Ever heard the saying “the dose makes the poison”? Well that rings true for all kinds of healthy foods as well!
Now, that doesn’t mean you should ditch your whole foods diet for some chips and soda, but it is worth knowing what’s in your food. Even the healthiest fruits and veggies can put you in the hospital (or worse!) if you eat them wrong.
From pits to leaves, and everything in between, take note of where these foods’ naturally occurring chemicals and toxins are lurking. While some should be avoided at all costs, others are just a matter of learning how much to eat, and how to prepare them. Your curiosity get the best of you yet? Check out the 11 foods with the potential to drop you to your knees.
Healthy Food… Or Poison?
Tomatoes can be a tasty (and healing) addition to all kinds of dishes (and even on their own!), but beware: they’re a part of the nightshade family. The nightshades include other healthy foods like eggplant, and the belladonna, one of the most toxic plants in the Eastern Hemisphere. Tomatoes contain toxic tomatine and solanine, but fortunately only in low concentrations, and only in the leaves and stems of the plant. You’ll probably be fine unless you plan on binge eating heaps and heaps of tomato plants.
They say an apple a day can keep the doctor away, and it can—unless you’re eating the seeds too. Then you’re in trouble! The compound amygdalin that’s found in the seeds, when digested, turns into cyanide, the infamous poison. You’d need to go out of your way to consume a dangerous dose, but it’s still better to just leave the seeds alone. You could even plant them and have more apples!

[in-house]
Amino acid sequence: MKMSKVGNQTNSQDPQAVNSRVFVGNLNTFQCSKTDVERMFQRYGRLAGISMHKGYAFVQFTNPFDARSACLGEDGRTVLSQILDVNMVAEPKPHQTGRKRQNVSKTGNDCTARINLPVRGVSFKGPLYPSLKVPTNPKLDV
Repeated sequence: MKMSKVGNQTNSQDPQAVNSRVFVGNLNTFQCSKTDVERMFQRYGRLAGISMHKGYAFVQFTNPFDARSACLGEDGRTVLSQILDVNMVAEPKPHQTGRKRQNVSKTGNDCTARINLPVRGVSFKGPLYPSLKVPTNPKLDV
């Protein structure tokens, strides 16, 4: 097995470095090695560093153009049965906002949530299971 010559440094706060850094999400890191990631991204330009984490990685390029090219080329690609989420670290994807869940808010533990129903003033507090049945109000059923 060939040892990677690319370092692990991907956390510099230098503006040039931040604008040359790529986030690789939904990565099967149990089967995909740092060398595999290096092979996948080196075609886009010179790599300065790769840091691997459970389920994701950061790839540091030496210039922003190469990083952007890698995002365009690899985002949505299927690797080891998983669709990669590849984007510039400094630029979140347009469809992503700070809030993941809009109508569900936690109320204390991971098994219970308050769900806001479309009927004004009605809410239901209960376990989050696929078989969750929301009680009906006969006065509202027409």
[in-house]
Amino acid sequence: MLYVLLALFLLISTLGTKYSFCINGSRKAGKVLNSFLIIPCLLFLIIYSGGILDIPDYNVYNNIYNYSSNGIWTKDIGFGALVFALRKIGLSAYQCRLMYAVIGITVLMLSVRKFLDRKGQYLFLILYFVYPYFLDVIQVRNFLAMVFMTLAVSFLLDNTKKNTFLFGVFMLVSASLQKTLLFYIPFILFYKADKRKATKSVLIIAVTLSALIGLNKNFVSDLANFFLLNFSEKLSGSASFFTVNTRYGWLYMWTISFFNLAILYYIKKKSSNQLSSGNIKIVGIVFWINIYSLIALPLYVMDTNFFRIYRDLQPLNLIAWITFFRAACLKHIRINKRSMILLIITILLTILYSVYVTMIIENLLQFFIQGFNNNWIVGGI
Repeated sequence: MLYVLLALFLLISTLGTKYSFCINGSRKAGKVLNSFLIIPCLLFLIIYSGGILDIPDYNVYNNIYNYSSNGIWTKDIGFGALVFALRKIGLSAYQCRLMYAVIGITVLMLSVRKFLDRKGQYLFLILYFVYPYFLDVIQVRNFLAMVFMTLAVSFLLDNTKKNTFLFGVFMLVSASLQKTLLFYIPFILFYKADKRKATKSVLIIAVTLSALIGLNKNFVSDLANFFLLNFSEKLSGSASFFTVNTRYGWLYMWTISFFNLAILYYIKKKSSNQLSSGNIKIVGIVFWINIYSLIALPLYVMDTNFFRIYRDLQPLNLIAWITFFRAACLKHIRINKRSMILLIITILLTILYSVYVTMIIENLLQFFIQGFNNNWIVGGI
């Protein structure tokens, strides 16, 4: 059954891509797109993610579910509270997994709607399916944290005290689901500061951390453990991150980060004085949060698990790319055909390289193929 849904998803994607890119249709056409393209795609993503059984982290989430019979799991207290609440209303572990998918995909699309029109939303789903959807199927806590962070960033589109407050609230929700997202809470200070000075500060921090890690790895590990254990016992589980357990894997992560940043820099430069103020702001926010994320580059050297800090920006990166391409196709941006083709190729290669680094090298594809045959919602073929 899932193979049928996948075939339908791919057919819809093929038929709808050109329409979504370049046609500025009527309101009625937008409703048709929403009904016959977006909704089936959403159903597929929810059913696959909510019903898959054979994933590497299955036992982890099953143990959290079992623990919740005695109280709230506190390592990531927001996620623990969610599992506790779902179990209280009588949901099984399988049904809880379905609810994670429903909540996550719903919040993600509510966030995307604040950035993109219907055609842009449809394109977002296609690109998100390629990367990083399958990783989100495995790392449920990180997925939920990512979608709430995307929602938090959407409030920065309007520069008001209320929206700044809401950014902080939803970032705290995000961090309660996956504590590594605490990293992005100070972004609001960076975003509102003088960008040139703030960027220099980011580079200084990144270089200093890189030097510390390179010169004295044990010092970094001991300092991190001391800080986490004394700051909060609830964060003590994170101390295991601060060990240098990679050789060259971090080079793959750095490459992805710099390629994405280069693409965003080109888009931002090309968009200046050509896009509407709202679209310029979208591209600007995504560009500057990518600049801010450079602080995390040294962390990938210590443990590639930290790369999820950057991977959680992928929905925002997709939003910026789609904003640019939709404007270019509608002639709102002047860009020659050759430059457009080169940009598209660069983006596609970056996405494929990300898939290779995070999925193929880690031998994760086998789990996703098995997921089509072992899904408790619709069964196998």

3. Kidney Beans
Beans are a common dish, so you may be surprised to know that they actually contain a toxic protein called phytohaemagglutinin. If ingested, the eater would experience extreme nausea, shortly followed by vomiting that can be very severe. That’s definitely not good. But what gives, people eat beans all the time! Well, it turns out that soaking them for 4 to 5 hours and then boiling them for another 30 or so minutes actually destroys the toxic components. With a little care, you won’t be at risk. If you want to be even safer, you could opt for canned beans. While they’re maybe not the most natural option, they’re 100% safe.
Now don’t worry, your everyday almonds are completely fine; they’re what’s known as sweet almonds. Bitter almonds, on the other hand, have a heaping dose of cyanide. The good news is that bitter almonds are pretty hard to find. They’re mainly sold online and, though some claim they have health benefits, you probably won’t run into them unless you’re looking outside and find a bitter almond tree. They also occasionally make their way into sweet almond shipments by accident. So, if you run into some bitter-tasting almonds, take the safe road and find a different snack.
This immune-boosting, healing berry tastes great in baked goods, and is often added to wine and medicinal teas. It also contains trace amounts of cyanide. Fortunately, they are very trace amounts, and baking deactivates them anyway. The plant leaves and stems aren’t so lucky, as they contain glycoside, which turns into cyanide in the body. And not trace amounts either. So try to avoid making teas using the entire plant. You should be safe.